From Around the House
Who said a home couldn’t supply a woodshop? Take a look around, and see if you can snag a few of these useful household items.
Natural cork stoppers (easily identified by cracks, fissures and other irregularities) make great point protectors. Stab the end of a cherished knife or other pointed tool into the end of a cork. Your edge stays sharp–and you stay safe. Synthetic corks (look for even texture) are highly effective at removing dust buildup from sanding discs, drums, and belts.
Playing and business cards
Business and playing cards make great shims. I use them when adjusting setups by incremental amounts, such as when setting or adjusting a machine’s or jig’s fence. Ranging from 0.011" to 0.014" thick (a bit less than 1⁄64"), you can fine-stack cards to get a perfect fit, and then deduce the amount you need to cut away or add to by “counting” the cards.
Did you accidentally add bleach to the laundry? Here’s some good news: discolored or old (but clean) bath towels protect unfinished and finished surfaces without scratching or leaving an unsightly embossed pattern. I keep a few towels handy for sanding between finish coats or polishing the final coat.
This rubbery, pliable mat is terrific as a cushion when sanding, preventing dings and scratches. It even works as a clamp of sorts, offering friction to keep parts in place as you rout or sand. The softer varieties grip better, but tend to leave impressions that require further sanding before finishing.
Save your empty plastic shampoo, soap, or detergent bottles, and recycle them as glue, finish, and solvent dispensers. (Test the bottle with your solvent to be sure that the plastic doesn’t melt or soften, and label the contents clearly.)
You drilled a hole in the wrong place and must fill it before anyone finds out? Try dipping a round or square toothpick (depending on the hole’s shape) in glue and then pushing it into the hole. Once the glue dries, pare the pick flush with a chisel.
When grilling season’s over, relocate the 1⁄8"-diameter skewers from the kitchen to the shop. Skewers are good for spreading glue or removing it in tight spots with the super-pointy tip. Bamboo’s tensile strength also makes it a good choice for pinning parts, such as when pegging small mortise-and-tenon joints. Use a fine-toothed handsaw for cutting the needed pieces cleanly.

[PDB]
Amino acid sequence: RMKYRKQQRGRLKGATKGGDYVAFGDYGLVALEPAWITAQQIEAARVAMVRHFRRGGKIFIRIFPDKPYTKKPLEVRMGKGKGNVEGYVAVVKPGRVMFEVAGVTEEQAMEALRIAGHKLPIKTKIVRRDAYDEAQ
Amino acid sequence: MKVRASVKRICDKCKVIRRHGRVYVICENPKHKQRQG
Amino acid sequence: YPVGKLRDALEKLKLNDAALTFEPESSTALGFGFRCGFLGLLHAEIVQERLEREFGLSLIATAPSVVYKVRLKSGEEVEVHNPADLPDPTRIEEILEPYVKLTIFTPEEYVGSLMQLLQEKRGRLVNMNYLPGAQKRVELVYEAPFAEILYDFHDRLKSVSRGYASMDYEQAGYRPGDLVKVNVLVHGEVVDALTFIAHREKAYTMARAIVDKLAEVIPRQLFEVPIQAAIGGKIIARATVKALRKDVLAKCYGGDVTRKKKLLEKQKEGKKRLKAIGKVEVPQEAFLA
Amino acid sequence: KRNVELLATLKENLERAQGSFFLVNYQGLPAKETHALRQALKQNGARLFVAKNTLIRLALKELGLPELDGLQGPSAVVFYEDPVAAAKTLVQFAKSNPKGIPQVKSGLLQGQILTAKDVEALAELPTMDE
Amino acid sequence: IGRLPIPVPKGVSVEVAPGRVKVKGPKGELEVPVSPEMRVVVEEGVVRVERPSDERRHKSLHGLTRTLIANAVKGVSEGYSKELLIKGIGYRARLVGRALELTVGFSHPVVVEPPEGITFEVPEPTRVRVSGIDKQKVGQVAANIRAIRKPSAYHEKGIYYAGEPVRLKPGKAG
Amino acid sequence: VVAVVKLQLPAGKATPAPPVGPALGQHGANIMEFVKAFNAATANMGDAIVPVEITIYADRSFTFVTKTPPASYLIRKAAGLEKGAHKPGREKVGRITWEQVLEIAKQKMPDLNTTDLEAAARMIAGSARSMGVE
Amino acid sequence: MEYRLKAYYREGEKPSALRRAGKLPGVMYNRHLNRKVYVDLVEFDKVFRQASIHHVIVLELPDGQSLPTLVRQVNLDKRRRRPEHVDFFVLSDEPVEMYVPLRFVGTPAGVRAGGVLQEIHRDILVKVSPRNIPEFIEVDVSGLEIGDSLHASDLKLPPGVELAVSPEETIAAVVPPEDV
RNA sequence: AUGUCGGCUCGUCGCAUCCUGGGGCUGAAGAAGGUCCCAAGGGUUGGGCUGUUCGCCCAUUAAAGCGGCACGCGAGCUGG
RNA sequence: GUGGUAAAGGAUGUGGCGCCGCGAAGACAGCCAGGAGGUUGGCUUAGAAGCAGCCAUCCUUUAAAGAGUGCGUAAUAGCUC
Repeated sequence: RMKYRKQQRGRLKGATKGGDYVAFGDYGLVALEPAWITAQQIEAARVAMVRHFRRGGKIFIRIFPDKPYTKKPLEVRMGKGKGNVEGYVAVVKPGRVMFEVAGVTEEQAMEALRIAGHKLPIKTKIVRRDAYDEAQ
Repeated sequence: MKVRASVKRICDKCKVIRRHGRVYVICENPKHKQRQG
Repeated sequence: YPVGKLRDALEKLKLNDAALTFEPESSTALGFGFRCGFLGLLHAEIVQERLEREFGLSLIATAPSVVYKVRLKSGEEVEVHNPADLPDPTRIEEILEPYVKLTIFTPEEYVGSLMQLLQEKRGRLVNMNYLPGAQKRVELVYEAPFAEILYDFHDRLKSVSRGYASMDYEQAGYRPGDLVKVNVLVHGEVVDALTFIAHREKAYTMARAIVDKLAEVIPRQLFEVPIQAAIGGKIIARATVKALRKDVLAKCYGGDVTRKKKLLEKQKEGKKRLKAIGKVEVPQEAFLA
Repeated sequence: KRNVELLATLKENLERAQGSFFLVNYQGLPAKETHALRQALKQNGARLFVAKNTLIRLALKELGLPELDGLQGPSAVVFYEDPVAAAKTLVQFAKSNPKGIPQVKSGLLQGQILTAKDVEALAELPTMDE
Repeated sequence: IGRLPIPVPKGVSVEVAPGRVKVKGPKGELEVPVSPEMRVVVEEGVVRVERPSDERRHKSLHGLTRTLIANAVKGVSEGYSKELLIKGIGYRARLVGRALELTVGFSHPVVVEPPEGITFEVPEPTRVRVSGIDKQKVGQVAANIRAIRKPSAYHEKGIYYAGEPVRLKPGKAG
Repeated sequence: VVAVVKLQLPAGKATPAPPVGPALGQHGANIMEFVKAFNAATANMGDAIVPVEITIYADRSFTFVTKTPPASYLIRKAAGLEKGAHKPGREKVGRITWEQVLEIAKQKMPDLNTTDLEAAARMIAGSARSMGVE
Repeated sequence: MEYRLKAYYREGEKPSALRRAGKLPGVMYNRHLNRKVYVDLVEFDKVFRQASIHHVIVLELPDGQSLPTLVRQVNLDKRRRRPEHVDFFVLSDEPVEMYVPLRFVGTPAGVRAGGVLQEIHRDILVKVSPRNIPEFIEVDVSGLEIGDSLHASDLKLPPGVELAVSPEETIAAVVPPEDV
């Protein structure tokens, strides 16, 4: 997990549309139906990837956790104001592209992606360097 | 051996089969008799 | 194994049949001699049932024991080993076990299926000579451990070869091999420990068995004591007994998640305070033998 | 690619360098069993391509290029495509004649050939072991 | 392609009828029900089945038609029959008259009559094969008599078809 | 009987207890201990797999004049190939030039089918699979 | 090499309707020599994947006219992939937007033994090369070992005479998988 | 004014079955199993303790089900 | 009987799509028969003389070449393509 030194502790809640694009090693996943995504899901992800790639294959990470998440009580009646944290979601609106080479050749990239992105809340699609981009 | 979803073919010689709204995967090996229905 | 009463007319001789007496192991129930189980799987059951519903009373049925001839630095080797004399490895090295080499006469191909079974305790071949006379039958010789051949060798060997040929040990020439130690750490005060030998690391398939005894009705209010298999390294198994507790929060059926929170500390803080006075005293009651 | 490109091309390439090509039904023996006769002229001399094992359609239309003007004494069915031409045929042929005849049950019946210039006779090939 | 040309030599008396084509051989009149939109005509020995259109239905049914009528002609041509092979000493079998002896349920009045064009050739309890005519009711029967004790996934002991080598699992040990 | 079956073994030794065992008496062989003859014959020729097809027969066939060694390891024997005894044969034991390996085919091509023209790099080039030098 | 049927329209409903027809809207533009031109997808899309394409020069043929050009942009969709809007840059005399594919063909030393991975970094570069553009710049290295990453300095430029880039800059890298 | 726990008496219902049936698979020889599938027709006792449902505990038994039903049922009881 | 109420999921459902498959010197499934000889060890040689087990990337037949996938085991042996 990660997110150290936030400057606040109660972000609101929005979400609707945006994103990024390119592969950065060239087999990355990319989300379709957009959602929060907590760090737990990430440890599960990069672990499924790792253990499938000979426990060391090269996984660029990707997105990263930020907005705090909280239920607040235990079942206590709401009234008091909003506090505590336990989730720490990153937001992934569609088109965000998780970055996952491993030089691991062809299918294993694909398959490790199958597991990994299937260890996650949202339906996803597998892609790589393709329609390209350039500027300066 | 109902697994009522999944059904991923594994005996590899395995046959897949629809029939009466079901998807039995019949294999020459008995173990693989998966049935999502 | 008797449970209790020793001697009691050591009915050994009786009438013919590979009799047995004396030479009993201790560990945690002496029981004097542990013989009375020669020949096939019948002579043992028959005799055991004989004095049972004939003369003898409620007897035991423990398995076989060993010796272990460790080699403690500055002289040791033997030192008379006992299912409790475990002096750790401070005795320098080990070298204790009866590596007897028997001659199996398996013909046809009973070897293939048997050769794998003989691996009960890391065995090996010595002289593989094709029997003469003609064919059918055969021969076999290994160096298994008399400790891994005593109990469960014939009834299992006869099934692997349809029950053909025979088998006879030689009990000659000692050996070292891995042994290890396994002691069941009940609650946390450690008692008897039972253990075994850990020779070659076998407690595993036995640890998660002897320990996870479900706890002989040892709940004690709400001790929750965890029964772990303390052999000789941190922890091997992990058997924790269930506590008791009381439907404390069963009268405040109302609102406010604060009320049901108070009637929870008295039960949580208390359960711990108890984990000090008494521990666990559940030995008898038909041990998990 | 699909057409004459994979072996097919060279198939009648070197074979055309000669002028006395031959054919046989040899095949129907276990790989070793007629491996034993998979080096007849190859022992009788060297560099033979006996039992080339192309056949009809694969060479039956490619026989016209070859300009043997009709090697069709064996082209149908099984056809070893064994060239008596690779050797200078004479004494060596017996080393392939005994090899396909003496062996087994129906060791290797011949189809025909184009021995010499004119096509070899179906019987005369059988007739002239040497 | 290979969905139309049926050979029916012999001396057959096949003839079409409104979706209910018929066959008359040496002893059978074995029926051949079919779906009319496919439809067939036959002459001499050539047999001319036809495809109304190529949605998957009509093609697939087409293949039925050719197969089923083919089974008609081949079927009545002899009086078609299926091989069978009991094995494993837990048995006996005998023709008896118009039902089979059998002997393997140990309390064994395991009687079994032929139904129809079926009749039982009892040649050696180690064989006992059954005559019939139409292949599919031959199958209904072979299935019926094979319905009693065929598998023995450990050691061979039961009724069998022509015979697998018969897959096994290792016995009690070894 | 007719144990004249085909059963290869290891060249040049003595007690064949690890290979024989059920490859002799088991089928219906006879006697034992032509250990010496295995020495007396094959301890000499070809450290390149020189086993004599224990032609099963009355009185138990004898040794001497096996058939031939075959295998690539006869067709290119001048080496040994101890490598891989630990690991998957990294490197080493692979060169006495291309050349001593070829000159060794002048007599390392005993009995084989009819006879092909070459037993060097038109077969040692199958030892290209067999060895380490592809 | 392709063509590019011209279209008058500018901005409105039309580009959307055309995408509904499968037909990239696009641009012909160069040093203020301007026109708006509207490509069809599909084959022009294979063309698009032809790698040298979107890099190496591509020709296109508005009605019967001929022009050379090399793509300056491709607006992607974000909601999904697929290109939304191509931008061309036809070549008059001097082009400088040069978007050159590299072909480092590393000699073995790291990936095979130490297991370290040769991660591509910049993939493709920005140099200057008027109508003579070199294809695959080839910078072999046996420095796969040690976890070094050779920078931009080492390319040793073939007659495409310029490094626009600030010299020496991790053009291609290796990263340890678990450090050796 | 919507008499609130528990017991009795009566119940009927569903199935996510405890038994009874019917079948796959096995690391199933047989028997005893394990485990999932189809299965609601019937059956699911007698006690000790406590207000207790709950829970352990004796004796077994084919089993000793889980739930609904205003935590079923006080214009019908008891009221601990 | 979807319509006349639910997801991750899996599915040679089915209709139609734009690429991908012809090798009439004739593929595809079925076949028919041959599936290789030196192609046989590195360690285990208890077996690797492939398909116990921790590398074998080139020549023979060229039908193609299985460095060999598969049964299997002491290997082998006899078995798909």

From the Art Store
You don’t have to be an artist to appreciate some of the goodies you’ll discover inside the average art store. Much of the offerings cater to the drawing and drafting trade, so precision and exactitude are the order of the day.
Crayons can help minor blemishes disappear. First, apply a couple coats of your favorite finish to the work, and then fill any small blemishes by rubbing the appropriate crayon–or a combination of colors–into and over the hole. Remove most of the excess with a sharp chisel, and then level and buff it with a clean cloth. (If you plan to apply a finish, seal the patch under a coat of shellac, and then apply your desired topcoat.)
These inexpensive plastic clips offer a surprisingly powerful grip, and their small size makes them great for a myriad of positioning or clamping tasks when working on small shop items. The smaller clips have a maximum jaw opening of 1⁄4", while jumbo clips open as much as 2". The mid-sized “large” clip has an opening of about 1".
Although intended to spread paint, enlist palette knives to spread all sorts of gooey stuff better than your finger. For example, you can use a knife to push putty into holes and cracks with surgical precision or heat the blade to melt a shellac stick, and then push the shellac into a blemish. For making pinpoint repairs or for reaching into corners, simply grind the tip to suit. (Note that painter’s palette knives tend to be floppy; look for a stiff blade to better handle stiffer mixes, such as putty and epoxy.)
The sticky stick used by 10-year-olds is also good for light-duty chores, such as holding paper patterns to wood parts, attaching leather to wood, and even joining small wood pieces, as when making models. The lipstick-style tip makes application quick and clean, and the glue reaches full strength in only five minutes. Uncured glue cleans up with water.
Looking for a dead-accurate setup tool? Often called an artist’s triangle, or drafting triangle, these thin plastic triangles come in 30°/60° or 45°/90° configurations (the numbers refer to the angles on each triangle). Don’t be fooled by the low price; plastic triangles are manufactured to strict tolerances and remain true–even when dropped. A 45°/90° triangle (I prefer the larger 12" model) is a handy tool for calibrating machine fences, bits and blades for square, and setting mitersaws or miter gauges for making perfect 45° miters.